The Impermanence of Stuff

I went home to Ohio for a few days to be with my family and help go through my grandma's things. Let me say now, I love my grandma dearly. VERY dearly. But all of her stuff is not her. And as one of my aunts put it, fairly kindly, if my grandparents had a smaller house, it would have been a hoarder house.

It is filled. Filled. FILLED. To the brim with things. To some extent, this is pretty cool, because it's a time capsule. She has things that none of us even know what they are. For example, what appears to be a wedding band. But it's not hers. I suggested that maybe it was her mother's or grandmothers. No one actually knows. It sits on the dresser still. It freaks me out a little, because it makes me wonder how important that was to her, and what will happen to the jewelry of hers I inherited when I die. Will it sit on the dresser and no one will know whose it was? That's a very sad thought.

That does, however, bring me to the impermanence of stuff. It can be the most valuable thing in the world to us, as one of my grandma's possessions I inherited is, but it will mean nothing to someone else. At most, a few dollars if it happens to be made of a precious metal. And many things, my grandma documented well. We have some photo albums with names, and years, and events, all kinds of great details. And then we have things like that wedding band.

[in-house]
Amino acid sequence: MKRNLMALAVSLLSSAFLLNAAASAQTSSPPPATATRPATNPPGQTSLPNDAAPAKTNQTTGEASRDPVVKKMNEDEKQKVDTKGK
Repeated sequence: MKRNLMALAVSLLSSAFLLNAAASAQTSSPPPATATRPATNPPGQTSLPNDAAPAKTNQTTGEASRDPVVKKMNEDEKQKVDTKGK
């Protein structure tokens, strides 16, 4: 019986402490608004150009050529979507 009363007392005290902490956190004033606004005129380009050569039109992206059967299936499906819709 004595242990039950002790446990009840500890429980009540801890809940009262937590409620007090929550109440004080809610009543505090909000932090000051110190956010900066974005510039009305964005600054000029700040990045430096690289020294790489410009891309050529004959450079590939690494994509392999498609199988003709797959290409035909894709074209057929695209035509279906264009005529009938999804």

Not my grandma, my great-grandma on the other side. As we were sorting through photos, I realized I didn't have any pictures of her, so I snagged this one to hold me for now.

It is painful to throw this stuff out. I see why she kept it. On the other hand, it reinforces to me that things are impermanent, and that I enjoy a relatively minimalist lifestyle. This is not a blog about minimalism - or is it at this point? Who the fuck knows, it's basically just stream of consciousness, I think - but all this completely unnecessary. We would have been thrilled with 10% of it. And I think we would have enjoyed it more, to have 10% that we could really pour over. The sheer volume of it all was overwhelming, and it was emotionally draining, and somewhat hurried. And there is more of it to be gone over for at least the next two family holidays, which is also somewhat of a damper as I look ahead to those events. I would love to be able to honor my grandma properly by going over everything in detail, but there's just too many things.

I am motivated now to go back and write notes in the few photo albums I have, and to clear out everything not completely necessary. It's interesting to think that when I die, most of what I have will be digital, and all I'll need to do is leave a sheet of passwords for someone to find. There is still a lot for me to process surrounding all the recent events. I'll leave it at that for this evening. 


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